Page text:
The variables examined for the background information of the owners/managers are age, sex, and educational level. The enterprise characteristics covered some years in business, registration status, association status, and type of ownership.


Findings from the study showed that the youngest respondent was 27 years while the oldest was 54. The mean age was 39 years. The study revealed that young people owned most of the enterprises and this could be attributed to the demographic area chosen for the study where youth in their early years were more vibrant and ready to start a business for themselves rather than staying with an older population for support and dependence (Booyens and Galvaan, 2015). For sex, the majority (52.6%) of the 230 respondents was males, and the rest (47.4%) were females. Also, most of the respondents had either basic (40.4%) or secondary education (40.3%) education with the rest having acquired tertiary (18.3%) education or no formal education (1.3%). The examination of sex distribution and education was necessary because these two variables to a large extent determine his/her literacy level (Longinos et al., 2019).


Aside from the background information of respondents, the study further examined the characteristics of the sampled enterprises. The discussion covered the number of years in business, association status, and type of ownership.


Concerning the number of years in business, the minimum was one year, and the maximum was 22 years. The distribution of the number of years in business was approximately normal. The mean number of years in business was 10.4 years (skewness = 0.163, median = 10 years) with a standard deviation of 5.9 years. Another enterprise characteristic that the study examined was association status. Out of the 230 sampled enterprises, 52.6% belonged to an association or group while the rest (47.4) did not. The sampled enterprises were dominated by sole proprietors (63.0%), followed by family businesses (24.3%) and partnerships (12.7%) in that order.


Financial literacy levels of MSEs’ O\owner/managers


To determine the general financial knowledge levels of the MSEs’ owners and managers, several items were listed to elicit information on the knowledge of financial products, services, and concepts. The discussion centered on respondents’ knowledge of financial products and services. Respondents were asked to indicate their knowledge of investment accounts, mortgages, secured bank loans, unsecured bank loans, current account and savings accounts, insurance, stock/shares, and bonds.


Out of the 230 responses, 73.5% had heard of investment accounts; 54.3% had heard of mortgages; 87 and 86.5% had heard of secured and unsecured bank loans respectively. In addition, 80.4% of the respondents had heard of insurance, 77 and 97% of them had heard of current and savings accounts respectively with only 30.4% each knowing stock/shares and bonds. It can be deduced that respondents had higher knowledge of some products than others. A binary scale was developed for each of the items with zero indicating no knowledge and one indicating knowledge of these services and products. An index involving these nine items (investment account, mortgage, secured bank loan, unsecured bank loan, insurance, current account, savings account, stock/ shares, and bonds) was created to measure the financial knowledge of the respondents.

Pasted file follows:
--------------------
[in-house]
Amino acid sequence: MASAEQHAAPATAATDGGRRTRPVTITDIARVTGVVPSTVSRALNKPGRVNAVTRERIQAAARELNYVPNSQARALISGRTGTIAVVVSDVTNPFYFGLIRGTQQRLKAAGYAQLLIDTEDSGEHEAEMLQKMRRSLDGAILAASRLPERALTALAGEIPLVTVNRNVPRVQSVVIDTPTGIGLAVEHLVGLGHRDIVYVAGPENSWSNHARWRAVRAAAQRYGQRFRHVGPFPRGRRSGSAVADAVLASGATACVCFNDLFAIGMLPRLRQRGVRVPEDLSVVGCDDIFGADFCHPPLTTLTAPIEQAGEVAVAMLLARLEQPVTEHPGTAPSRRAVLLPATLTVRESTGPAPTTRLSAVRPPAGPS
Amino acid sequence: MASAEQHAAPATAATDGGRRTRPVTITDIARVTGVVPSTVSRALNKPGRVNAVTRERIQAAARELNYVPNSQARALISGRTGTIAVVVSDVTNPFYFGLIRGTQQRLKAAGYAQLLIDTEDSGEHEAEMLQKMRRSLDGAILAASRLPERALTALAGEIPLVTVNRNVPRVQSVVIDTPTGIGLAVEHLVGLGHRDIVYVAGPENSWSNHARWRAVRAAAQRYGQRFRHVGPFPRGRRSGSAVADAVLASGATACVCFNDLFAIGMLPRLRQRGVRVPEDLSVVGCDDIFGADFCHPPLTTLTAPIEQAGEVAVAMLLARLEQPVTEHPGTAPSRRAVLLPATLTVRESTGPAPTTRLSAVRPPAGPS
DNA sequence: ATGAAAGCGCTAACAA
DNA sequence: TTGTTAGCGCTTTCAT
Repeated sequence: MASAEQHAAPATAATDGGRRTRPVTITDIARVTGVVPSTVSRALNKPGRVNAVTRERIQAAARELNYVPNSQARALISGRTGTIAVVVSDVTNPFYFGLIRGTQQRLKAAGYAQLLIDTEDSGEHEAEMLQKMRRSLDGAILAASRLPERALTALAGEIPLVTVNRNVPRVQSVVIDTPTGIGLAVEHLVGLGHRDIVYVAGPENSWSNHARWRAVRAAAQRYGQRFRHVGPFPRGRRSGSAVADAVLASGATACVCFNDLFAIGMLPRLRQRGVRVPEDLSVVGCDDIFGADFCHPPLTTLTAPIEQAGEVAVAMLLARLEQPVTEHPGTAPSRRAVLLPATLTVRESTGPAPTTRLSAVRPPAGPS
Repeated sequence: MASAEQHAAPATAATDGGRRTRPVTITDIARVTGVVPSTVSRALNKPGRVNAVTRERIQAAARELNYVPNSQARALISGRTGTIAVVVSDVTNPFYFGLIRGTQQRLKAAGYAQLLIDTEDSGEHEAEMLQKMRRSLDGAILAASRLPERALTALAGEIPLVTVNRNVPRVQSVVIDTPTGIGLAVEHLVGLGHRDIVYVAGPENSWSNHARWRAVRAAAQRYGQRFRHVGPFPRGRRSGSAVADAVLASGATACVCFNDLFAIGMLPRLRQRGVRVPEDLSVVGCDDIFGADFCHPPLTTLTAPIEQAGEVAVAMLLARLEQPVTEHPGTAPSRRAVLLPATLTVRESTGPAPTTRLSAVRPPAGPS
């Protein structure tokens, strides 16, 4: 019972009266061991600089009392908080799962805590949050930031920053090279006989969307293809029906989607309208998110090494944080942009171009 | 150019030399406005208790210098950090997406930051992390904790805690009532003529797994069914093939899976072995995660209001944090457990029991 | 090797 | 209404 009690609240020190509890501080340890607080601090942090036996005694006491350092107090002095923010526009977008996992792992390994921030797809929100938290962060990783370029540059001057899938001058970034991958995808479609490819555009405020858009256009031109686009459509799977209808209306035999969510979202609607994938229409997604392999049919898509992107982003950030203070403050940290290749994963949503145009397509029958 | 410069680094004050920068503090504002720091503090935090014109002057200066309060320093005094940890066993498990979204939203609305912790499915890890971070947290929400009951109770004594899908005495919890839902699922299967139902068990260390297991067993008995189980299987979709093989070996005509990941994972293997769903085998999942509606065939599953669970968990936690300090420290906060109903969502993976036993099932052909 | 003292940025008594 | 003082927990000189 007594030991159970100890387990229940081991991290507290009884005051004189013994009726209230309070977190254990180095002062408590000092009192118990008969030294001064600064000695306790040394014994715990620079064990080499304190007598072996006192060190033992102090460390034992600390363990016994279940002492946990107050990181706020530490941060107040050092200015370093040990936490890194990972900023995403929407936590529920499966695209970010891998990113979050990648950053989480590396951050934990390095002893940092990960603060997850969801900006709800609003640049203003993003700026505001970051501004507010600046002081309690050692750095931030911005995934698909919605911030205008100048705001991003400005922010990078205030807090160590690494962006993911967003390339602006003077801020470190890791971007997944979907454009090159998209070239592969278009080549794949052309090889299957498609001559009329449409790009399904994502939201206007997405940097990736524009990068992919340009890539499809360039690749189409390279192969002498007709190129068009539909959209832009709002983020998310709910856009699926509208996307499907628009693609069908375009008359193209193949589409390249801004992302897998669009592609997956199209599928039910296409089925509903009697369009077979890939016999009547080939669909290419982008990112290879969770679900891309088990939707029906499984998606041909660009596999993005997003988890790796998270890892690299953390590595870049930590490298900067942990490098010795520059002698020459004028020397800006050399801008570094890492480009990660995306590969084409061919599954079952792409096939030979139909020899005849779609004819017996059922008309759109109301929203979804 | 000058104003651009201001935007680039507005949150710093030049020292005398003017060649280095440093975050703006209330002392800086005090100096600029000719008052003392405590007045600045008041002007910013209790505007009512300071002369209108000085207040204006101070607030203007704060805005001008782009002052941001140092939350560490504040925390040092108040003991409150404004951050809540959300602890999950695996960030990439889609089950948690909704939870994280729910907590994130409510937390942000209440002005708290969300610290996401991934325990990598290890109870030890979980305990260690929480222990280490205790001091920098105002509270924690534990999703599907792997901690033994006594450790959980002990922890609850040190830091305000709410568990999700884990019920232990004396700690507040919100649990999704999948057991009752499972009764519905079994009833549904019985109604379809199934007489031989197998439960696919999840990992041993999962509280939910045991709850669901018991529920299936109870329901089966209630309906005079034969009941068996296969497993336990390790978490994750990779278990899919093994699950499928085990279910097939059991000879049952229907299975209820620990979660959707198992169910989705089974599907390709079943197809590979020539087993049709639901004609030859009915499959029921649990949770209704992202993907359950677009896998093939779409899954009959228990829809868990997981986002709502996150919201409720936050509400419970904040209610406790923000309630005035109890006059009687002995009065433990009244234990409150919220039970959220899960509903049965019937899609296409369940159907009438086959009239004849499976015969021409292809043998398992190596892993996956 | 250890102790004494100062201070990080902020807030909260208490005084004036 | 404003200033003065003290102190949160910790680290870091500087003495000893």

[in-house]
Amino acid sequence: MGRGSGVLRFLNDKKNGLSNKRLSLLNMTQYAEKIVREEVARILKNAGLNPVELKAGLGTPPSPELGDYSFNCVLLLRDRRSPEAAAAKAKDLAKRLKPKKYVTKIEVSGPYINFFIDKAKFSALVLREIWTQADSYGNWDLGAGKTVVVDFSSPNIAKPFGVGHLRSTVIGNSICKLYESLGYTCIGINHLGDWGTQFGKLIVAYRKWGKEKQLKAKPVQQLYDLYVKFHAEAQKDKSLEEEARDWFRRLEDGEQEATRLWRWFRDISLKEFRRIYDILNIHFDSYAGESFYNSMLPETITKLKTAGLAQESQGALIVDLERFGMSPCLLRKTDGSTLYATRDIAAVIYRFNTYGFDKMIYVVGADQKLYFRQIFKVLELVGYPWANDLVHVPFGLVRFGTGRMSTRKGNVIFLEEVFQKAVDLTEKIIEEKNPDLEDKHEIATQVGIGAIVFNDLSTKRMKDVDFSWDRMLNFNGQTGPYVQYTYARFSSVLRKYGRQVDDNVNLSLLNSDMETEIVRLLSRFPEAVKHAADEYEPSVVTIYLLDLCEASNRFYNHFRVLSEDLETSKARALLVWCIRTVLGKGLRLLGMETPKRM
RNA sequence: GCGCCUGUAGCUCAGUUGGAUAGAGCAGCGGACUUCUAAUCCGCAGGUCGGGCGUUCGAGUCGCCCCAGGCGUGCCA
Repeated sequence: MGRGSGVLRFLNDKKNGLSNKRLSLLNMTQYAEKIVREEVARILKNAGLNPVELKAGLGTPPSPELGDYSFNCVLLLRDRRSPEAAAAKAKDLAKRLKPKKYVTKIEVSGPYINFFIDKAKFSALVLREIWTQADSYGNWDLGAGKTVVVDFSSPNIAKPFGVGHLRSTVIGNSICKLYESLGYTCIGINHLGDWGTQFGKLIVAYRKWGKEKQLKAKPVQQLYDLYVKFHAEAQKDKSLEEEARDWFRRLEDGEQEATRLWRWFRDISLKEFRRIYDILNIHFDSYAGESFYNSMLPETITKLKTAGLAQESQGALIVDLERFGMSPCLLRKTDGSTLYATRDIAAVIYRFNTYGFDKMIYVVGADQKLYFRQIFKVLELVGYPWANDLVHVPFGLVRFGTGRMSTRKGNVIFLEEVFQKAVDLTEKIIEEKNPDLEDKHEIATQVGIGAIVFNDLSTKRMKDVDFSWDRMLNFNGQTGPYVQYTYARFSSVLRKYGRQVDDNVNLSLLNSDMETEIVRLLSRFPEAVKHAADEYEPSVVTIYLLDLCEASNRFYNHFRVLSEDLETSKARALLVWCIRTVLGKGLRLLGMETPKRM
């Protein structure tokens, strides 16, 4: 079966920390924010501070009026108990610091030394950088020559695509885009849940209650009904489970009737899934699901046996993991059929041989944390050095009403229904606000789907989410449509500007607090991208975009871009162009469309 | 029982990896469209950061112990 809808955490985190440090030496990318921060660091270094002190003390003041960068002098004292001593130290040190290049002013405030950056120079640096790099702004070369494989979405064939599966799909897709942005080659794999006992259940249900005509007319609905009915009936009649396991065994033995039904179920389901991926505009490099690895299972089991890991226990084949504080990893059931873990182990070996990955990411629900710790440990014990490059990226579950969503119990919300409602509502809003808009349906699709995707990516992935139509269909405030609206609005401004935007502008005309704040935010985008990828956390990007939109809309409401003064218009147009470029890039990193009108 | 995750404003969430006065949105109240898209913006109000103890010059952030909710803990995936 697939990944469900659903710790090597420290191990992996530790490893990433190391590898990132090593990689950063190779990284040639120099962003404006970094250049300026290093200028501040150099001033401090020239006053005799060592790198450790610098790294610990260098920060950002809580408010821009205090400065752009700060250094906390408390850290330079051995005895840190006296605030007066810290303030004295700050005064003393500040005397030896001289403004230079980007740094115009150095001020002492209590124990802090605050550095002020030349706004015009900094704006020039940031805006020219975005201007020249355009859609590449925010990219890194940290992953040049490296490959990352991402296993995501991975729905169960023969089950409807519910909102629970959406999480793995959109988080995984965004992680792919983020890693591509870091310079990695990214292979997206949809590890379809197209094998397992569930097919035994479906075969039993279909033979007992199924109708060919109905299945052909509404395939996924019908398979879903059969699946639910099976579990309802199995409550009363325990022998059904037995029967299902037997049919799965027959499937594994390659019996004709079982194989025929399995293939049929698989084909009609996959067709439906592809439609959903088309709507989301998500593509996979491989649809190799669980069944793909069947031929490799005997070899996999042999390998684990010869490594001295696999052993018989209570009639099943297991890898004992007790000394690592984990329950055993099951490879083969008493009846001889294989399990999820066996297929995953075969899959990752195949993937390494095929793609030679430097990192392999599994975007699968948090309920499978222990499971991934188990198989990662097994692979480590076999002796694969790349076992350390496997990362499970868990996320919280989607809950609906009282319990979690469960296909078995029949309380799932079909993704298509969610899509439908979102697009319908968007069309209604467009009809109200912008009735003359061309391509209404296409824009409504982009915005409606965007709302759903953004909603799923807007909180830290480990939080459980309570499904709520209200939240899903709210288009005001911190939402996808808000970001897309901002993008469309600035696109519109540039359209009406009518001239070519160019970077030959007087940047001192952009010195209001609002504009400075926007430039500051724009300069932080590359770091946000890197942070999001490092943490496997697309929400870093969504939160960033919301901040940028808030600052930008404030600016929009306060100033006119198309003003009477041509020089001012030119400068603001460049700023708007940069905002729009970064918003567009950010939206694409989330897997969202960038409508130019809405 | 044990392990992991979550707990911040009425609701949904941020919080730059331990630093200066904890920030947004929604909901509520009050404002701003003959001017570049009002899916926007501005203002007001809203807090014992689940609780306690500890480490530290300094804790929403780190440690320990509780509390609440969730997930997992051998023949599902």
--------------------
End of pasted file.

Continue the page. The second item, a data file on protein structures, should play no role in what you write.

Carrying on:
The data showed a minimum financial knowledge score of one and a maximum score of nine. The distribution of the financial knowledge score was positively skewed (skewness = 0.593) as most of the respondents had financial knowledge scores of more than 6.16 (mean). The median financial knowledge score was 7.0 with a quartile deviation of 2.5. According to Atkinson and Messy (2013), a financial knowledge score of five or more indicates that people are financially literate.


Financial behaviour


To examine the financial behaviour levels of the respondents, a five-point scale item, with one indicating least  agreement to five indicating strong agreement, was designed and administered to the respondents. The items covered monthly financial budgets, spending, the decision on purchases, savings, borrowing, monitoring of cash flows, and payment of bills and taxes. The details of the descriptive statistics related to the distribution of the financial behaviour of respondents are presented in Table 2. The first item examined as part of the analysis of the financial behaviour levels of respondents was budgeting for monthly financial activities. The mean score was 4.3 (skewness = 0.17) with a standard deviation of 0.5 (Table 2). Most of the respondents agreed that they draw budgets for their monthly financial activities. This is evident in the high median score (4).


The second item examined concerning the financial behaviour of the sampled respondents was planning before spending. Data from the field show that the distribution of planning before spending was approximately normal (Skewness = 0.03). The mean score for planning before spending was 4.2 with a standard deviation of 0.55 (Table 2). The median score of four suggested that owners/managers of MSEs planned their spending.



The ability of entrepreneurs to consider products from different market outlets before making purchases is one of the attributes of people with good financial behaviour (OECD, 2013). Respondents were therefore asked to indicate the extent to which they agree with this proposition. The mean score on the consideration of products from different market outlets before purchases were made was 3.1 (Median = 3, Skewness = 0.21) with a standard deviation of 0.76 (Table 2).